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Kenya averts Brexit blow with new UK trade pact

UK International Trade Minister Ranil Jayawardena and Industrialisation, Trade and Enterprise Development Cabinet Secretary Betty Maina after signing the deal in London yesterday. [Courtesy]

Kenyan exporters will enjoy duty-free access to the United Kingdom market after the two countries signed a new trade deal yesterday. 

The Economic Partnership Agreement (EPA) valued at Sh200 billion marks the first step towards a broader trade pact between the UK and the East African Community (EAC) trading bloc.

The new pact, which comes into effect on January 1, is crucial in averting likely trade disruptions post-Brexit. 

The UK ranks in the top five export destinations for Kenyan products with an annual average value of about Sh39 billion for the last five years.

Industrialisation, Trade and Enterprise Development Cabinet Secretary Betty Maina and UK International Trade Minister Ranil Jayawardena signed the deal in London.

“This trade agreement will ensure that all companies operating n Kenya, including British businesses, can continue to benefit from duty-free access to the UK market,” read a statement from the British High Commission in Nairobi following the signing of the agreement.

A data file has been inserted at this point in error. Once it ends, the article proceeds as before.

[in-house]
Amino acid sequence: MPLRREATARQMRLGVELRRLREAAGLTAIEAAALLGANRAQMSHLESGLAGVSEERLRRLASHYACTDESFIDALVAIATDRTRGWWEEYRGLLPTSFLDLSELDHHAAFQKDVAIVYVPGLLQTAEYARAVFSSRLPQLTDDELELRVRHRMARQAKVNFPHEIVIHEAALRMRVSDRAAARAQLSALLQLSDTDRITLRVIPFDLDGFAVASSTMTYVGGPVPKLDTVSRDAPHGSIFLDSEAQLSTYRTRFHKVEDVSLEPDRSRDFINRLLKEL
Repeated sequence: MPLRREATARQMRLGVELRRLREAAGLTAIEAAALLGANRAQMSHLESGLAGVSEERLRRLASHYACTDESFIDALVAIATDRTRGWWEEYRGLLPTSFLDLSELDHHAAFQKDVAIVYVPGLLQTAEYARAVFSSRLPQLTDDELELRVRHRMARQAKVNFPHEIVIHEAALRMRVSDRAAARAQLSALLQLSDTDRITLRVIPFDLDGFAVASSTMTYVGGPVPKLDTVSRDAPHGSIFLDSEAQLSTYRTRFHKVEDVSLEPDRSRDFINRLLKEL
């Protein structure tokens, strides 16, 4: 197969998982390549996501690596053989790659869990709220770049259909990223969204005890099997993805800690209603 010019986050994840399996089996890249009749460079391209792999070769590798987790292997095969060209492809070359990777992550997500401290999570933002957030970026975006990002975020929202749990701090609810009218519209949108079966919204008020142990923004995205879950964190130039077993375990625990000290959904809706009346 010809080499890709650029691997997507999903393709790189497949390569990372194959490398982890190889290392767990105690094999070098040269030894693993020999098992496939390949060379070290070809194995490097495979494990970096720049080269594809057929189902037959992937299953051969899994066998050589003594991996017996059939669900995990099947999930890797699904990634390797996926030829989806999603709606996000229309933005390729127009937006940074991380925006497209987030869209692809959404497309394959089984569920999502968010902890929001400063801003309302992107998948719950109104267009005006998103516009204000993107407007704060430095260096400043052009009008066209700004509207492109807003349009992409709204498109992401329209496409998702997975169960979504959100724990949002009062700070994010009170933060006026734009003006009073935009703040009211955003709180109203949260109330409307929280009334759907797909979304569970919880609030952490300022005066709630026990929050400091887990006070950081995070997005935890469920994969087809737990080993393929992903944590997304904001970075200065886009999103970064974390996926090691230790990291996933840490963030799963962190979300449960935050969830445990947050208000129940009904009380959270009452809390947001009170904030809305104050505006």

“It will support jobs and economic development in Kenya as well as avoid possible disruption to UK businesses such as florists who will be able to maintain tariff-free routes for Kenya’s high-quality flowers,” said the statement. The UK is supposed to have reached a Brexit agreement with the European Union by January 1, failure to which it will see its exports and imports to and from the rest of Europe begin to attract tariffs and vice versa. 

In March last year, the UK’s Department of International Trade released new guidelines zero-rating import duty on 87 per cent of imports, including those from Kenya, as part of attempts to cushion local consumers from price shocks in the event of a no-deal Brexit. 

“If the UK leaves the European Union with no deal, you may need to pay different rates of customs duty on imports,” said UK’s Department of International Trade in a statement on its website. “These rates would only be applied if the UK were to leave the EU with no deal.”

Maina said Kenya had briefed the other EAC partner states on the agreement.

Exporters dealing in fish, horticulture, leather, tea and coffee are among the biggest winners in the event the UK leaves the EU without a trade deal. Other products that have been zero-rated in the proposed tariff guide include textiles, footwear, aluminium and base metals.

Yesterday’s deal came on the back of months of trade talks between the two countries, with the UK further looking to establish closer ties with bilateral trade partners post-Brexit. 

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